DIY Guide: How to Break Up Hard Ground?

A plant needs loose soil to easily access water and nutrients. In addition, in loose soil the roots can grow more freely. That’s why it’s always important to prepare the soil properly before burying a seed.

how to break up hard ground

However, when a soil previously saturated with water goes through a long drought, it tends to harden too much. If, in addition, the ground receives to the constant action of different loads, it’s compacted and becomes even harder.

Under these conditions it’s impossible for a plant to survive. And when the soil lacks of organic matter and other nutrients, it’s even more difficult for something green to grow there.

Fortunately that’s not a problem without a solution. Following some useful advices, it’s possible to return the loose and fertility to the more difficult soil. Today you’ll learn how to break up hard ground like a pro.

What is Hard Ground?

A hard ground is the result of compaction of soil particles. The absence of empty spaces between particles provides greater resistance to the ground.

Compaction occurs when a wet soil receives different loads. Then, when it dries, it becomes even harder.

Step by Step Guide of How to Break Up Hard Ground

If you’re thinking of planting something new in your garden, a hard ground is a big obstacle. Plants need soils with enough empty spaces to develop and grow. If you bury a seed in too compact soil, you’re unlikely to succeed.

However, there’s nothing to worry about. With the right tools and techniques, you can soften the hardest ground in a short time. Here’s the step by step guide:

Moisten the Ground

As stated at the beginning, the soil reaches its maximum hardness when it’s completely dry. Therefore, returning lost moisture will help release its particles.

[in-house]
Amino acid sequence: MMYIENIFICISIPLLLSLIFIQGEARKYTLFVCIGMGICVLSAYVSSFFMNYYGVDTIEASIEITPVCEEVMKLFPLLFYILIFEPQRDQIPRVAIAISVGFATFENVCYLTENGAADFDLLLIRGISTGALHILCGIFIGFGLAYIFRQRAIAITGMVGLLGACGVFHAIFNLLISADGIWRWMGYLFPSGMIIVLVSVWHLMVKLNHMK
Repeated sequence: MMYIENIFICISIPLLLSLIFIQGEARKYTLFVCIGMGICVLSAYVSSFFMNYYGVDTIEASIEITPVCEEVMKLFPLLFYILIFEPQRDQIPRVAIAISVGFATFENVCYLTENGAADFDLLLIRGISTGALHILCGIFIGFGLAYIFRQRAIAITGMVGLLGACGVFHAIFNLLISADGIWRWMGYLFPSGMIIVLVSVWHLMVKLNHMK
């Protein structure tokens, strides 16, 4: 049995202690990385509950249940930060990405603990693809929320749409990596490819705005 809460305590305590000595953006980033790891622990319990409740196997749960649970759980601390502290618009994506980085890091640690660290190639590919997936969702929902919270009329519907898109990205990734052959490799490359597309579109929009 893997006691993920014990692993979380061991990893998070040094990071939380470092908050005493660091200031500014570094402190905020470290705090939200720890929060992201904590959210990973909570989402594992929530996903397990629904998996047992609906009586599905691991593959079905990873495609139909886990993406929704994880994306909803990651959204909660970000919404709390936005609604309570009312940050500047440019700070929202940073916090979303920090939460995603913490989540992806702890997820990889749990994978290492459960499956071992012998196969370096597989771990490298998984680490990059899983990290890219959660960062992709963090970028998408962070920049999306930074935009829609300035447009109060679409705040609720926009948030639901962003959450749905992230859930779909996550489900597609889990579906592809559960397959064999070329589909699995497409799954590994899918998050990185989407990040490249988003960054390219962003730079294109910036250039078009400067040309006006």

To do this, connect a hose to the nearest water faucet and water the hard ground until it becomes darker.

Wait Some Minutes

Let excess water drain through the particles and empty spaces fill with air. If you work on a completely saturated soil, you’re likely to end up doing a great mess.

Break Up the Ground

There’s a wide variety of different tools that you can use to remove the outer layers of hardened soil. The most commons are:

  • Peak shovel
  • Garden rake
  • Garden trident
  • Tiller

A peak shovel is useful for deep penetration. It has a point tip and a flat tip. The point tip serves to break the ground, concentrating all the force on the same point. Instead, the flat tip serves to remove loose soil. It’s also useful to dig trenches.

It works like a hammer. You must hold the hardwood shaft tightly. Then lift the tool and push with one or both arms. The impact of the peak breaks the hard ground.

Usually, people use garden rakes to remove dried leaves from their gardens. However, steel garden rakes also serve to break up the surface of the hard ground. It works like a broom.

Sharp points of the rake break the ground as they move over it. A garden trident serves the same purpose. However, it’s a much smaller tool and you use it to break up soil around small crops.

A tiller is a broom-like tool, but instead of a brush, it uses rings with peaks that revolve around the same axis. The action of the peaks removes the hard ground.

Add Organic Matter

When you’re done breaking up the ground, add humus to the ground to attract earthworms, fungi and bacteria. They’ll help nourish the soil and break up deeper hard particles.


As you can see, breaking up hard ground isn’t as difficult as you thought. Make sure you have the right tools to make the job much easier.

Remember that you must moisten the soil, not saturate it. Adding more water than required, will turn the ground into a lot of mud. Follow these tips carefully so that everything goes well.

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